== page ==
Researchers in India have gathered and presented a large body of evidence highlight quercetin – a flavonoid molecule found in many common fruits and vegetables – may be developed into drug therapies used to combat the coronavirus disease 2019 (COVID-19).
The paper is available to read in the open-source Beni-Suef University Journal of Basic and Applied Sciences (BJBAS) journal.
Flavonoids are polyphenol molecules that can be found in plants, fruits and vegetables. Many of these flavonoids have antioxidizing, antiviral, or antimicrobial properties that can, and have, been used to treat a wide variety of diseases in humans, such as lupus, malaria, and rheumatoid arthritis. Flavonoids have a wide-ranging number of positive effects in humans; one in particular is of interest when considering the global spread of COVID-19: quercetin
Quercetin is present in most fruits and vegetables, like apples, lemons, broccoli, and onion. It has a wide variety of benefits, including prevention against cardiovascular and neurodegenerative diseases, and protection against cancer, arthritis, diabetes, and many more types of infection.
Since its identification in late 2019 and subsequent global spread, Severe acute respiratory syndrome coronavirus 2 (SARS-CoV-2), the causative agent of COVID-19, has been the primary target of numerous drug and vaccine studies. While some vaccines are now publicly available, these measures are costly and prone to immune evasion from virus mutations. Drug development, therefore, is an alternate route for immunization.
Deepu Matthew, a professor at the Centre for Plant Biotechnology and Molecular Biology department of Kerala Agricultural University, India, led a small research team, highlighting quercetin as a potential candidate for new drugs to be based on that may be capable at combatting COVID-19. Quercetin-based drugs could potentially be circulated alongside vaccine programs as either boosters or alternatives, easing pressure on many public services.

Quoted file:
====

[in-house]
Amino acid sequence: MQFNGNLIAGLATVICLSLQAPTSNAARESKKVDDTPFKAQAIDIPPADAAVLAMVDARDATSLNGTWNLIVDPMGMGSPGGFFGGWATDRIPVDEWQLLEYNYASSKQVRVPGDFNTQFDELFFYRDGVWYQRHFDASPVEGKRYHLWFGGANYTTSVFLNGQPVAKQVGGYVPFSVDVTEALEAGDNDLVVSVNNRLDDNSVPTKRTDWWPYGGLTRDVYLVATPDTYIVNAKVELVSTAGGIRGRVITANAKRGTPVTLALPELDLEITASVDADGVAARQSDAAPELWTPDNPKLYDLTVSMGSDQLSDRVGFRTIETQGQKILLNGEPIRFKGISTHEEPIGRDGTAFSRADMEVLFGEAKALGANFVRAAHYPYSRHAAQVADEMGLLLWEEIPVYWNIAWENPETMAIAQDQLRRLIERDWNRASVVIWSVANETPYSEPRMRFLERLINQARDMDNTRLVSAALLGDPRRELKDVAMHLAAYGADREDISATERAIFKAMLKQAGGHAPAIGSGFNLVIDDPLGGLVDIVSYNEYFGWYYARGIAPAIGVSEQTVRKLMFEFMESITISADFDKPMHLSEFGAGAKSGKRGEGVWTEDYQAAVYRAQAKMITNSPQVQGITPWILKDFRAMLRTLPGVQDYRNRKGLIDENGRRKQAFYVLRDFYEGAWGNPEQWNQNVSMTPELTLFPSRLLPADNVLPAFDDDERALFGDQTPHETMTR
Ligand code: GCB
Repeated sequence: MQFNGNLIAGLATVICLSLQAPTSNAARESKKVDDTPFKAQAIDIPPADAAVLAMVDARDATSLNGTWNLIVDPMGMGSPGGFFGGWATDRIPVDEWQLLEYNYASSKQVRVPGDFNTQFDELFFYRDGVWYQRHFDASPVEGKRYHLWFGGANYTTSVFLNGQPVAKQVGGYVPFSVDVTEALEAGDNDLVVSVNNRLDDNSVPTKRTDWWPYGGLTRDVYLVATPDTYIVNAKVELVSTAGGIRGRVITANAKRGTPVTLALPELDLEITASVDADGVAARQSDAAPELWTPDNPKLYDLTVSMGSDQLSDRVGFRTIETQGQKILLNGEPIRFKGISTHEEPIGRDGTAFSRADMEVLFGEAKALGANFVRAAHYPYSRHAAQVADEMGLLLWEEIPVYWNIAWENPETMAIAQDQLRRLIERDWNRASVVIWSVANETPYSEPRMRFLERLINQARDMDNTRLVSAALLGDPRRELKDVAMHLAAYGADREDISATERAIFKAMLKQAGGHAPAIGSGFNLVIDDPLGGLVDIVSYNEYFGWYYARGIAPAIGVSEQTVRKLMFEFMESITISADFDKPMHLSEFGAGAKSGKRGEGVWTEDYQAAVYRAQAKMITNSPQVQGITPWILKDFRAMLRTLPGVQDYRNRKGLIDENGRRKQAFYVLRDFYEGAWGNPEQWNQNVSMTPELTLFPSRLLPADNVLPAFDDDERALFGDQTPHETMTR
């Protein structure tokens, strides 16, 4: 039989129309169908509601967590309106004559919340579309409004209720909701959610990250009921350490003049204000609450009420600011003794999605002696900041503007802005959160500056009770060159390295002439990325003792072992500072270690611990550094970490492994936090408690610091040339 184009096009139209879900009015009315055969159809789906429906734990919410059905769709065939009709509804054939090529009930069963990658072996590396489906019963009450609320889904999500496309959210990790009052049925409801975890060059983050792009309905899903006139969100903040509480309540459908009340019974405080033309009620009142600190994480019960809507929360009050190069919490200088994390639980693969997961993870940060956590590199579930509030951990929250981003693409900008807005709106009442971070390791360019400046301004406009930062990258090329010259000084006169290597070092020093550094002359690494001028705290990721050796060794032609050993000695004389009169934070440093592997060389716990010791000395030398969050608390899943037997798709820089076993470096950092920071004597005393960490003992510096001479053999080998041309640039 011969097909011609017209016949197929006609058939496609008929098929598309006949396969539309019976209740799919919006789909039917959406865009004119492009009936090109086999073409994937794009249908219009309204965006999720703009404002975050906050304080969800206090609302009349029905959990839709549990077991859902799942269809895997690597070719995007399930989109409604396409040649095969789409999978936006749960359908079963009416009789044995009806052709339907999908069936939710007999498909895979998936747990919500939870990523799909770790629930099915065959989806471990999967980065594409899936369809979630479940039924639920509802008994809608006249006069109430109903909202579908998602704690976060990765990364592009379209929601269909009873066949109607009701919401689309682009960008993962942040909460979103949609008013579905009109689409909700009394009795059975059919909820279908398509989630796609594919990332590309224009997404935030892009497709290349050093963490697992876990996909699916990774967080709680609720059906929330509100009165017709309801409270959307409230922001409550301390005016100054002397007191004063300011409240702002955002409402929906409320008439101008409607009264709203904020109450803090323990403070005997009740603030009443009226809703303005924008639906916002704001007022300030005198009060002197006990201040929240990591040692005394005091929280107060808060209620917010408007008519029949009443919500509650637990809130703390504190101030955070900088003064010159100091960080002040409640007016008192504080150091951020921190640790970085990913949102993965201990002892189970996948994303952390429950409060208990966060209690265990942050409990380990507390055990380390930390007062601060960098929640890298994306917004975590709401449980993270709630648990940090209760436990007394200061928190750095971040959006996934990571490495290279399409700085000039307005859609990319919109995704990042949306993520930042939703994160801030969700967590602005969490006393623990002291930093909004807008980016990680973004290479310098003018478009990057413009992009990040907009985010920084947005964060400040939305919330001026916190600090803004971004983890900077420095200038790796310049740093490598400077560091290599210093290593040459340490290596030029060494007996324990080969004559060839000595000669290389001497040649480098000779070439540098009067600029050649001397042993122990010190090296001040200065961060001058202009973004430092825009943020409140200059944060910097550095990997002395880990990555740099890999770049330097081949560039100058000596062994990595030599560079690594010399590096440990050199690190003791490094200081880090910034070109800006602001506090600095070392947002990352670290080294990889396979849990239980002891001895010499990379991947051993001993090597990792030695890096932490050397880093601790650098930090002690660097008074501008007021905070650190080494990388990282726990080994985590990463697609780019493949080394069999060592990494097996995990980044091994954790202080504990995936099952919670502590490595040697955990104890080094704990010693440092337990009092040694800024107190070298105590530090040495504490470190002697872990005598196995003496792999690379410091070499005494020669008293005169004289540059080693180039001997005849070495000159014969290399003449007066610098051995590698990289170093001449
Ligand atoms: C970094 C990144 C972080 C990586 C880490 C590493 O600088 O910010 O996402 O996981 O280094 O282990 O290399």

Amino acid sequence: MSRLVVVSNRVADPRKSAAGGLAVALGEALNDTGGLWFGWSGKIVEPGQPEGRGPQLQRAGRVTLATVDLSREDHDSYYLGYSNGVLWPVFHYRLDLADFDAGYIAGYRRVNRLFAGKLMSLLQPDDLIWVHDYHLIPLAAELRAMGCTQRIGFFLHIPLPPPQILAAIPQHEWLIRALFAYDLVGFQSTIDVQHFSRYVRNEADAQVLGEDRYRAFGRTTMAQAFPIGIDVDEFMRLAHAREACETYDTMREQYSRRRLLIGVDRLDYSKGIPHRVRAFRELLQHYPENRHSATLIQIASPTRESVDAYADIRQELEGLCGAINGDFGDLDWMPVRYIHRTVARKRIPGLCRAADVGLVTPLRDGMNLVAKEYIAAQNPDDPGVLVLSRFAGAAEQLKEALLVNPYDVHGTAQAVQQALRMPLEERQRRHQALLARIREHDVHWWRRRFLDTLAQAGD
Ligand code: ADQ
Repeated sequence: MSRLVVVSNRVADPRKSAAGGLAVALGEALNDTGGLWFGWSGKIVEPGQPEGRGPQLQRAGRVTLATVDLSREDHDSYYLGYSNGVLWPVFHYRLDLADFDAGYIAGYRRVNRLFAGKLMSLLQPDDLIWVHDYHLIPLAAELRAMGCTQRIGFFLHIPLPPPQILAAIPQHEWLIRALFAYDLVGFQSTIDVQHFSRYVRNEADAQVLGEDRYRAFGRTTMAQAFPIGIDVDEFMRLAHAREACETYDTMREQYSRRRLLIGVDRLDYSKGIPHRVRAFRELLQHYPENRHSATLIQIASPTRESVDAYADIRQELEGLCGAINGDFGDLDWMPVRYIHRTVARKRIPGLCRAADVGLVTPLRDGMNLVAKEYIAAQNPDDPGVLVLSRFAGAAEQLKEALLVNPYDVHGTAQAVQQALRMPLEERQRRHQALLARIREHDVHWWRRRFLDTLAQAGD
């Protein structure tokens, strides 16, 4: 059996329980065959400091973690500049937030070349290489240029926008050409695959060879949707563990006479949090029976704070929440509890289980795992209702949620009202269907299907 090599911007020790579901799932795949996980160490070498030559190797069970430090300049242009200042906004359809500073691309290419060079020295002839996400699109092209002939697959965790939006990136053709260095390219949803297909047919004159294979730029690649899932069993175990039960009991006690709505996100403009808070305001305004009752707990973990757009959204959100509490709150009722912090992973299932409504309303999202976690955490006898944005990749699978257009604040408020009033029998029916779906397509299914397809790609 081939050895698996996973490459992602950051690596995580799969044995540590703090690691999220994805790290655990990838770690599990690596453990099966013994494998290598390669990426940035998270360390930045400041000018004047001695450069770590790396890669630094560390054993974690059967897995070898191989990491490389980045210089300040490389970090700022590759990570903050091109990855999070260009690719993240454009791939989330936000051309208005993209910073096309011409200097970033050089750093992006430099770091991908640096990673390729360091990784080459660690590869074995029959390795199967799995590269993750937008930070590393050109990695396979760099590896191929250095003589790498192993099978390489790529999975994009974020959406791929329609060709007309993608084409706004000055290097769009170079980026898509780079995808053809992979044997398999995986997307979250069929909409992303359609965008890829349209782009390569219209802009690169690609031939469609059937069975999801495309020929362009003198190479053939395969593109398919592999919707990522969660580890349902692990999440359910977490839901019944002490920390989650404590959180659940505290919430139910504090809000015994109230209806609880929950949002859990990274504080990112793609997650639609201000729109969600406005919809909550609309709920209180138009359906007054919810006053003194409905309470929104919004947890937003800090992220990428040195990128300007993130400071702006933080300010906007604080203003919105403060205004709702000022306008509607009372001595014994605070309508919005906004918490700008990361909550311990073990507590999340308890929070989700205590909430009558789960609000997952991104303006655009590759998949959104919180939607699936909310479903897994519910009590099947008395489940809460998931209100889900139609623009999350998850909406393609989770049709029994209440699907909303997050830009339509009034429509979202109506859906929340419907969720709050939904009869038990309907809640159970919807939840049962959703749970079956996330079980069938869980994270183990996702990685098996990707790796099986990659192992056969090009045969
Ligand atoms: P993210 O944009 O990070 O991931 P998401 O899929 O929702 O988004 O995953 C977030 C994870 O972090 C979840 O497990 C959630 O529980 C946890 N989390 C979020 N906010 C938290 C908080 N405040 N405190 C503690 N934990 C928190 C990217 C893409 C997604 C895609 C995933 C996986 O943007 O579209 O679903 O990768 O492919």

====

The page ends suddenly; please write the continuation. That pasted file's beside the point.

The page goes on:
The research team gathered numerous publications relating to flavonoids, quercetin, COVID-19, and drug design to provide evidence that a quercetin-based compound may be effective in disarming COVID-19. They also performed molecular docking analyses, using 3D structures of ten key proteins of COVID-19, and estimating binding affinity to each of these regions by quercetin.
SARS-CoV-2 primarily binds to human angiotensin-converting enzyme 2 (ACE2) in respiratory cells, through the receptor-binding domain (RBD) on the surface of the spike protein of the virus. This region is, therefore, a significant target for drug therapies that may disable the virus.
Docking by quercetin to the RBD was shown to be good in three active sites of the RBD: SER349, LEU441, and ASN450. Additional resides of the spike protein (ASP88, ASP198, ILE233, and ILE235) also showed good docking affinity, representing further targets for drug therapies.
Molecular docking of key proteins with quercetin. a 2019-nCoV main protease (PDB ID: 6LU7). b 2019-nCoV main protease (PDB ID: 6Y84). c 2019-nCoV main protease (PDB ID: 6YB7). d 2019-nCoV receptor-binding domain of the surface spike glycoprotein (PDB ID: 6M17). e 2019-nCoV spike glycoprotein (PDB ID: 6VXX). f 2019-nCoV RNA replicase enzyme (PDB ID: 6W9Q). g 2019-nCoV RNA-binding protein (PDB ID: 6W4B). h 2019-nCoV papain-like protease (PDB ID: 6W9C). i SARS coronavirus papain-like protease/ deubiquitinase (PDB ID: 3E9S). j 2019-nCoV RNA-dependent RNA polymerase (PDB ID: 7BTF). k SARS coronavirus main peptidase (PDB ID: 2A5I). l SARS coronavirus main peptidase with an additional Ala at the N-terminus of each protomer (PDB ID: 2GTB).
These results suggest that quercetin may be effective in preventing entry of SARS-CoV-2 to human cells, as it has high binding efficiency to the virus spike protein. Furthermore, quercetin appears to broadly bind to active sites on the virus, but not with sites of human ACE2. This is crucial, as if quercetin were to also disable ACE2, this would have a greatly detrimental effect on the cell and, by extension, the human body.
Mathew and colleagues also cite previous studies where drugs based on flavonoids were greatly bolstered by the addition of small volumes of zinc. The team, therefore, speculates that quercetin-based drugs with zinc may provide a powerful tool in disabling SARS-CoV-2 virus strains.
Currently, a few clinical trials are being carried out of quercetin with COVID-19 (these can be found at: http://www.clinicaltrials.gov/). These findings from Mathew and colleagues aim to bolster and highlight the significant effect that quercetin-based drugs may have on the virus. Since all modeling was performed through computational analysis, the authors encourage further search to urgently be carried out. However, their findings provide proof of concept for successful quercetin docking with SARS-CoV-2.